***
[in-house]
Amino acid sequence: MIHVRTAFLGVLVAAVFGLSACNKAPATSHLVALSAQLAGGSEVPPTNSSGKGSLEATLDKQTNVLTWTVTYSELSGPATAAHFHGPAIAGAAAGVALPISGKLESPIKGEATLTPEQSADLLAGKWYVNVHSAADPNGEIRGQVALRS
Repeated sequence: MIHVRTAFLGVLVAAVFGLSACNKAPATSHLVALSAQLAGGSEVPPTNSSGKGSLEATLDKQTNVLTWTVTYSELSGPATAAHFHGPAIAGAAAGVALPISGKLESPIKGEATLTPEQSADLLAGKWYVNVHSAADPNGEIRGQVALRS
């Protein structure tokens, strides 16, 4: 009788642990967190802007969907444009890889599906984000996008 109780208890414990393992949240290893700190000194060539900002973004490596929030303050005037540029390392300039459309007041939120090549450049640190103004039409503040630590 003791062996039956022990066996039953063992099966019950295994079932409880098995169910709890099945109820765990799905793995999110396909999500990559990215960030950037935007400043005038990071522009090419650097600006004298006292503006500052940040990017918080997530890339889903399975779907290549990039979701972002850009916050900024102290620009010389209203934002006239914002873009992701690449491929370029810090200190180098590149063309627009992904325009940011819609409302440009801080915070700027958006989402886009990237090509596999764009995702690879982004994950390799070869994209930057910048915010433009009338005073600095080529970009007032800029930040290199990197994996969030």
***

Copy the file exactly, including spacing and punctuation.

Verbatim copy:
[in-house]
Amino acid sequence: MIHVRTAFLGVLVAAVFGLSACNKAPATSHLVALSAQLAGGSEVPPTNSSGKGSLEATLDKQTNVLTWTVTYSELSGPATAAHFHGPAIAGAAAGVALPISGKLESPIKGEATLTPEQSADLLAGKWYVNVHSAADPNGEIRGQVALRS
Repeated sequence: MIHVRTAFLGVLVAAVFGLSACNKAPATSHLVALSAQLAGGSEVPPTNSSGKGSLEATLDKQTNVLTWTVTYSELSGPATAAHFHGPAIAGAAAGVALPISGKLESPIKGEATLTPEQSADLLAGKWYVNVHSAADPNGEIRGQVALRS
């Protein structure tokens, strides 16, 4: 009788642990967190802007969907444009890889599906984000996008 109780208890414990393992949240290893700190000194060539900002973004490596929030303050005037540029390392300039459309007041939120090549450049640190103004039409503040630590 003791062996039956022990066996039953063992099966019950295994079932409880098995169910709890099945109820765990799905793995999110396909999500990559990215960030950037935007400043005038990071522009090419650097600006004298006292503006500052940040990017918080997530890339889903399975779907290549990039979701972002850009916050900024102290620009010389209203934002006239914002873009992701690449491929370029810090200190180098590149063309627009992904325009940011819609409302440009801080915070700027958006989402886009990237090509596999764009995702690879982004994950390799070869994209930057910048915010433009009338005073600095080529970009007032800029930040290199990197994996969030």